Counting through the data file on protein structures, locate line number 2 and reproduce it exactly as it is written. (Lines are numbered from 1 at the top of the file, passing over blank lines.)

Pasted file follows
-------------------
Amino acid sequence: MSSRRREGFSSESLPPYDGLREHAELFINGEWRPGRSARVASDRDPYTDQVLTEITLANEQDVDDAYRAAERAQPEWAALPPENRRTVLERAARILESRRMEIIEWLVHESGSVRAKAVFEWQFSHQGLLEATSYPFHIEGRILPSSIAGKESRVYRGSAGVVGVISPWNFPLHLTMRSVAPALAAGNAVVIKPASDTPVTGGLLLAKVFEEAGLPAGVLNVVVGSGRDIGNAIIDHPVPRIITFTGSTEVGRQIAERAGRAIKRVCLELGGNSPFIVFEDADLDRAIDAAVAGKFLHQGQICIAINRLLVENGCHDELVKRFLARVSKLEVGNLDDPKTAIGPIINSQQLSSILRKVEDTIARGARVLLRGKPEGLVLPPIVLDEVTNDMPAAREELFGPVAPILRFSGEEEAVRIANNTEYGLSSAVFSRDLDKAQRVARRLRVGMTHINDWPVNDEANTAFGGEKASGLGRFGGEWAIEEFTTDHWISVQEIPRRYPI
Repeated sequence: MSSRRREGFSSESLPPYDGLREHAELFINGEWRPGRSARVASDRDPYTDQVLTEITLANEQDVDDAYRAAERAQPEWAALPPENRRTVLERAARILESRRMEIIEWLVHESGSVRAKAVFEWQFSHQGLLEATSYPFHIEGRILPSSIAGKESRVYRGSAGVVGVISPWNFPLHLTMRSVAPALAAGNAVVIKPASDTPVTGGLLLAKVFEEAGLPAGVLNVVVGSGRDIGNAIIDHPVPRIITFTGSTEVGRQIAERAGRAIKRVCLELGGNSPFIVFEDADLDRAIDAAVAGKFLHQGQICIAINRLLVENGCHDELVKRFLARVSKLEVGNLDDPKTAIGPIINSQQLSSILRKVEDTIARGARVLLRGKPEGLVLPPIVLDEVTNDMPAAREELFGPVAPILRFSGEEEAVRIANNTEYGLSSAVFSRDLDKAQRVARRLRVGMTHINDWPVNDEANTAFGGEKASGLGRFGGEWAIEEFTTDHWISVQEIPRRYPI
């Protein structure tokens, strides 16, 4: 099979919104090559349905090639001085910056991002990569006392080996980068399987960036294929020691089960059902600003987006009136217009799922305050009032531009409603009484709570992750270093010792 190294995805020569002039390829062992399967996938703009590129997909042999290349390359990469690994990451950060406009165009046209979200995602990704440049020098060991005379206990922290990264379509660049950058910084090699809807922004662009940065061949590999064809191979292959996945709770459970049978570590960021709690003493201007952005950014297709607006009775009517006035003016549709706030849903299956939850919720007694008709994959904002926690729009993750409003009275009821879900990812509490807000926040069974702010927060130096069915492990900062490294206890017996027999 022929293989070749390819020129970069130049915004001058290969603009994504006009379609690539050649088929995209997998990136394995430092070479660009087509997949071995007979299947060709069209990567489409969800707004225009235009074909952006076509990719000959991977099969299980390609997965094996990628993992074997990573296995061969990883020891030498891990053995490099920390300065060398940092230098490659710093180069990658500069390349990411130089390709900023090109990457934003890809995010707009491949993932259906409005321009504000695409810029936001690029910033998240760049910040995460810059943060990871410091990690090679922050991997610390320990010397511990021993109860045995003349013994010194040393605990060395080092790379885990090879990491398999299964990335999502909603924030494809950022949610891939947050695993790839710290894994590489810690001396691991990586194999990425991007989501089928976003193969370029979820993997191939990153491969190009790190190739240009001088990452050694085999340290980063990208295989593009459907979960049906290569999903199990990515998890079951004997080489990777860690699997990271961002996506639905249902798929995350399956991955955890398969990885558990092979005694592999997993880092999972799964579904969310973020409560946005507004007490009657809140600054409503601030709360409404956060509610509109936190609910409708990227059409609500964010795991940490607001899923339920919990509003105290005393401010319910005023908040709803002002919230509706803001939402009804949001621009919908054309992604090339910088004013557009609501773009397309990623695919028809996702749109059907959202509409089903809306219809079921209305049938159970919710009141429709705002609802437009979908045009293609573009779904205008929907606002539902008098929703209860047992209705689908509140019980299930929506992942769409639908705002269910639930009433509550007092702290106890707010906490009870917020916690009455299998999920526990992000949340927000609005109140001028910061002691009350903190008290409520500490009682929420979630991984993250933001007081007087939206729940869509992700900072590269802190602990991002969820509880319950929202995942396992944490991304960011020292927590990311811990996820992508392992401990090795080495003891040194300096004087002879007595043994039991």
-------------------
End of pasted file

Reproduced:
Repeated sequence: MSSRRREGFSSESLPPYDGLREHAELFINGEWRPGRSARVASDRDPYTDQVLTEITLANEQDVDDAYRAAERAQPEWAALPPENRRTVLERAARILESRRMEIIEWLVHESGSVRAKAVFEWQFSHQGLLEATSYPFHIEGRILPSSIAGKESRVYRGSAGVVGVISPWNFPLHLTMRSVAPALAAGNAVVIKPASDTPVTGGLLLAKVFEEAGLPAGVLNVVVGSGRDIGNAIIDHPVPRIITFTGSTEVGRQIAERAGRAIKRVCLELGGNSPFIVFEDADLDRAIDAAVAGKFLHQGQICIAINRLLVENGCHDELVKRFLARVSKLEVGNLDDPKTAIGPIINSQQLSSILRKVEDTIARGARVLLRGKPEGLVLPPIVLDEVTNDMPAAREELFGPVAPILRFSGEEEAVRIANNTEYGLSSAVFSRDLDKAQRVARRLRVGMTHINDWPVNDEANTAFGGEKASGLGRFGGEWAIEEFTTDHWISVQEIPRRYPI